Wada defends absence of action

Int'l body says it was limited by jurisdiction on claims of China's mass doping in 80s, 90s

LONDON • The World Anti-Doping Agency (Wada) has come under fire for taking five years to begin investigating allegations of systemic doping in China that were first made by a whistleblower in 2012.

On Sunday, the Chinese doctor Xue Yinxian told the German broadcaster ARD that more than 10,000 Chinese athletes had used banned substances during the 1980s and 90s, including every medal winner in every major championships - claims that Wada has now referred to its intelligence unit for scrutiny.

However, Wada's critics have pointed out that Xue - whose elite roles included chief medical supervisor for the Chinese gymnastics team - made similar claims in an interview to the Sydney Morning Herald in 2012, when she described doping in China as "rampant in the 1980s" and said that anyone who rejected drugs "would face punishment or criticism".

The 79-year-old, who is seeking political asylum in Germany, also told the paper that she had fought a losing battle against doping in elite sport in China, although she did not mention how many athletes she believed had doped.

Renee-Anne Shirley, the former head of the Jamaica Anti-Doping Commission, wrote on Twitter: "Dr Xue made these accusations in 2012 but Wada did nothing about them then. Guess they only move when ARD TV does a documentary?"

In response to Shirley's claims, Wada pointed out that it was only formed in November 1999; and, only in January 2015, acquired the power to investigate under the 2015 Code.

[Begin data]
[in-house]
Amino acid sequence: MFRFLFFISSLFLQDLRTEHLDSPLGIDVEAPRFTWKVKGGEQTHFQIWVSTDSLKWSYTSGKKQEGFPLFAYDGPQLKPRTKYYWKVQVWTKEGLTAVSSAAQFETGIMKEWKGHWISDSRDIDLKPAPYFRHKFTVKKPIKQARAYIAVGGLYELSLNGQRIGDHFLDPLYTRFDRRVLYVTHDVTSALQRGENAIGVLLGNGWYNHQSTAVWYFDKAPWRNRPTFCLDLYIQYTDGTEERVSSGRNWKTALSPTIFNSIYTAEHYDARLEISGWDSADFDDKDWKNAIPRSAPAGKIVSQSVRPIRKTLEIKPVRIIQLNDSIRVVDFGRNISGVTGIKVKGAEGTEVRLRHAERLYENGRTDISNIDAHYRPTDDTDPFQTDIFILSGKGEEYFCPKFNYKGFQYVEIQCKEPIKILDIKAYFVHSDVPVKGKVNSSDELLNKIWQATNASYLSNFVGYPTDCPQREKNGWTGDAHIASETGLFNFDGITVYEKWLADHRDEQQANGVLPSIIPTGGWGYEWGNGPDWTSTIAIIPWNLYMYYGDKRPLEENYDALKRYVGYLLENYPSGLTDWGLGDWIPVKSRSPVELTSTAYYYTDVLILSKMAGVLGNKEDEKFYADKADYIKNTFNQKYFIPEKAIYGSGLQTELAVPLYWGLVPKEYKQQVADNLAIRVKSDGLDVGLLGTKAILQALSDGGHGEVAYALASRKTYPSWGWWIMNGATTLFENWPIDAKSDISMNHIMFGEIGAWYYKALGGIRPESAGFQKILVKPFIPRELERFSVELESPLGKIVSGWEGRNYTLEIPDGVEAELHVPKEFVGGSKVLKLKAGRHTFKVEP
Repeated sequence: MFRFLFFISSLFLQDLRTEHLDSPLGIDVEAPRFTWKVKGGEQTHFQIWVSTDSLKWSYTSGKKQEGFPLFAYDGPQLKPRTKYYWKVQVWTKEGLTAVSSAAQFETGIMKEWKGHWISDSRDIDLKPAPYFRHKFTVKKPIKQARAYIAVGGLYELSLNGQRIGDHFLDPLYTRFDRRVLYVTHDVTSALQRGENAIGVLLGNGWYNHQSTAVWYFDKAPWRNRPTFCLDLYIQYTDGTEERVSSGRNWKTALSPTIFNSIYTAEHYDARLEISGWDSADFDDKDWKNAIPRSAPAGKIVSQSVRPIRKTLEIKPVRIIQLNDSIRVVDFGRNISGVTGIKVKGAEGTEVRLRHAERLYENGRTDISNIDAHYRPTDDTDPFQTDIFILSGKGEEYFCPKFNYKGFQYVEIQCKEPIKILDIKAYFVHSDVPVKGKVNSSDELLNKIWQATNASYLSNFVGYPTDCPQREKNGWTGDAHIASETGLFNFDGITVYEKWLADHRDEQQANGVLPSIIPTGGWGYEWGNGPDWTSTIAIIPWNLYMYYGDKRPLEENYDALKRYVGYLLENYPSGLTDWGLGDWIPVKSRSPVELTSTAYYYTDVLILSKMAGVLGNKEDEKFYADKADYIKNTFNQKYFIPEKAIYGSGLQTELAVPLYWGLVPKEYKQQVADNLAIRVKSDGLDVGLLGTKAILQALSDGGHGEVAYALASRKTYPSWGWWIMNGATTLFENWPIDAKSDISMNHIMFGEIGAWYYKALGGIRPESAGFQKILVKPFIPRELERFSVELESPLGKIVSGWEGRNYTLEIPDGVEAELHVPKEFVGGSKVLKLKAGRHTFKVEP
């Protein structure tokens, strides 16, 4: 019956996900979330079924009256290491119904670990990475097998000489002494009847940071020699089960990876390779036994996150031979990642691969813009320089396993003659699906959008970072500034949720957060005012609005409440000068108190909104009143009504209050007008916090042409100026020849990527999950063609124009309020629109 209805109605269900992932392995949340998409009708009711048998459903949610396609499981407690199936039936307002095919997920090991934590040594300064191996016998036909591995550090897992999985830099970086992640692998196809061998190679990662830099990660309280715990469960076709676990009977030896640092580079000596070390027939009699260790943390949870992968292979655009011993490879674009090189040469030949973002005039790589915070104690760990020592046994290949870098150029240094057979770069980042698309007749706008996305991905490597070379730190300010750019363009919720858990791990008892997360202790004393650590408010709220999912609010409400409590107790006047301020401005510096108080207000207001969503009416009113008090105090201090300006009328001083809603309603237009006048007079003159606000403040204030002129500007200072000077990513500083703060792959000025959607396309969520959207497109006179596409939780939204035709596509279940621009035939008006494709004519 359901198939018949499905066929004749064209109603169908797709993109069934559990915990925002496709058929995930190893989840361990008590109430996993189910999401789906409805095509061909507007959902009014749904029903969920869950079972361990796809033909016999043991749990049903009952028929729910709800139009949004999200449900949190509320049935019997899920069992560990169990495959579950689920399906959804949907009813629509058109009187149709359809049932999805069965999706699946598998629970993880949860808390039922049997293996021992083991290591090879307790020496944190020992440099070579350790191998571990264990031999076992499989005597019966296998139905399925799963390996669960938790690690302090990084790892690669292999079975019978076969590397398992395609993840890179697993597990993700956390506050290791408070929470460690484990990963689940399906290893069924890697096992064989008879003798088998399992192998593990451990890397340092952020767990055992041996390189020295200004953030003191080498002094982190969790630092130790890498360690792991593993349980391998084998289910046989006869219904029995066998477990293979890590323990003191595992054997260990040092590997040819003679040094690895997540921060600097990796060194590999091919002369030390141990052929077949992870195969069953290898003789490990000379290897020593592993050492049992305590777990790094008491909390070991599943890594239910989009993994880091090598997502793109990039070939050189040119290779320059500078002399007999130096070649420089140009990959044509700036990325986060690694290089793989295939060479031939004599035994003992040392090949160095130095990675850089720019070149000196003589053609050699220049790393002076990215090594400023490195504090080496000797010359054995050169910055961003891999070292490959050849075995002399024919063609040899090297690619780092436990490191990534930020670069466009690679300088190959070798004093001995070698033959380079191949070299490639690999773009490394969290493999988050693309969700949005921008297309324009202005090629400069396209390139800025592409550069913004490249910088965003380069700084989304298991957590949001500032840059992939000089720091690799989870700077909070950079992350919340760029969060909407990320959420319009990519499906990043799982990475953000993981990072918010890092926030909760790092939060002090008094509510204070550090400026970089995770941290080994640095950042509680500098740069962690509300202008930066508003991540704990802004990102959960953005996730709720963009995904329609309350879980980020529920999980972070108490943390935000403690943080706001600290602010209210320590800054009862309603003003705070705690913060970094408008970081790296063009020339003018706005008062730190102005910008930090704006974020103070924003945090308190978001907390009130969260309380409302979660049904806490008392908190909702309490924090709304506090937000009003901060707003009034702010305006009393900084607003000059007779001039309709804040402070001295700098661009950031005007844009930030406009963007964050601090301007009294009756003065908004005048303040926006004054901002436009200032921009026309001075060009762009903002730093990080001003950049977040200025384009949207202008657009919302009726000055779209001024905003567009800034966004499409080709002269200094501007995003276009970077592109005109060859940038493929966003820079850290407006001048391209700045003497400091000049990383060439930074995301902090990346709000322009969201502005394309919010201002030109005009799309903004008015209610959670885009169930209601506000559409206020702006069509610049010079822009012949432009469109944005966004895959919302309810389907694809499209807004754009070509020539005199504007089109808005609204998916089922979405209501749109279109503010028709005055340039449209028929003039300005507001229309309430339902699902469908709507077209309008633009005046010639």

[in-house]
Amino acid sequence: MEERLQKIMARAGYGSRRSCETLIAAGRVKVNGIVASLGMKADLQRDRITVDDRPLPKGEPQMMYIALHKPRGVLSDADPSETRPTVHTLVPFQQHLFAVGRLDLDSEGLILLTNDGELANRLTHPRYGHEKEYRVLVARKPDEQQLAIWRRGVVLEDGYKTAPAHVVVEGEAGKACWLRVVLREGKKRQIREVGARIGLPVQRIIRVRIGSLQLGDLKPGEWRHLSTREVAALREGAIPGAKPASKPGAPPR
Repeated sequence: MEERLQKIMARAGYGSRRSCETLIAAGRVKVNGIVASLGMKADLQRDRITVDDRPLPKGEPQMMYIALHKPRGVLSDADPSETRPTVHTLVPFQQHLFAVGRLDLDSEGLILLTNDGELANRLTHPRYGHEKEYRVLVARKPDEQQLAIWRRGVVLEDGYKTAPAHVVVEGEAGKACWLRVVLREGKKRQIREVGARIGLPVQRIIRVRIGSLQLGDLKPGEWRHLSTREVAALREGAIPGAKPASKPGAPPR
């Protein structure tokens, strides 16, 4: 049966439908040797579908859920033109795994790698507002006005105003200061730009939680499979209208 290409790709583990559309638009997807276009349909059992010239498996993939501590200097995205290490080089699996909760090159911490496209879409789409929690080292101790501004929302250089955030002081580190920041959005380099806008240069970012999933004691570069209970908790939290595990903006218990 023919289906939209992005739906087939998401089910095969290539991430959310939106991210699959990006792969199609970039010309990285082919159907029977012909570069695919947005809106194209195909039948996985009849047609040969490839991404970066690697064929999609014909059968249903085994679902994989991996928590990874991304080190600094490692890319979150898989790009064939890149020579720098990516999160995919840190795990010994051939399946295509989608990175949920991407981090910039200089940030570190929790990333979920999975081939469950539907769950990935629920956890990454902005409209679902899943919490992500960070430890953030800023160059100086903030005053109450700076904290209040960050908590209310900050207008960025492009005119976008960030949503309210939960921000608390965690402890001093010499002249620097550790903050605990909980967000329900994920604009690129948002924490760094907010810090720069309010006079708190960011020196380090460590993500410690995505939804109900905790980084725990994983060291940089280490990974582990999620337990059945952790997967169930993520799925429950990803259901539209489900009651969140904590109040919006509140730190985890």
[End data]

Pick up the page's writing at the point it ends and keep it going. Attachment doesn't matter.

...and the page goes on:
"Since then, the agency has built up its intelligence and investigations capability and exercised this power as appropriate," a spokesperson told The Guardian.


People believed only in doping, anyone who took doping substances was seen to be defending the (honour of the) country. Anyone against doping... now sits in prison.

 XUE YINXIAN, former chief medical supervisor for China's gymnastics team.

"The same applies here - the agency will ensure that, if action is warranted and feasible under the Code, all the necessary and appropriate steps will be taken.

"As a first step, the Agency has asked its independent Intelligence and Investigations (I&I) team to initiate an investigative process in order to collect and analyse available information in coordination with external partners."

Wada also confirmed it would be willing to work "with or alongside" other anti-doping bodies, including the International Association of Athletics Federations' Athletics Integrity Unit, to get to the truth of the matter.

Xue, who was dismissed from the Chinese national team for refusing to give a young gymnast a banned substance at the 1988 Olympics in Seoul, has said that children as young as 11 were taking banned drugs to improve their performance and that the state-run doping system covered every sport from athletics to weightlifting.

She called for "all international medals" won by her country during that period to be declared void because they are "tainted" by doping.

"People believed only in doping, anyone who took doping substances was seen to be defending the (honour of the) country. Anyone against doping damaged the country and now sits in prison," she added.

However the chances of any convictions are slim, given the difficulty in prosecuting cases decades after the alleged offences.

The International Olympic Committee confirmed it was aware of Wada's investigation.


A version of this article appeared in the print edition of The Straits Times on October 25, 2017, with the headline 'Wada defends absence of action'. Print Edition | Subscribe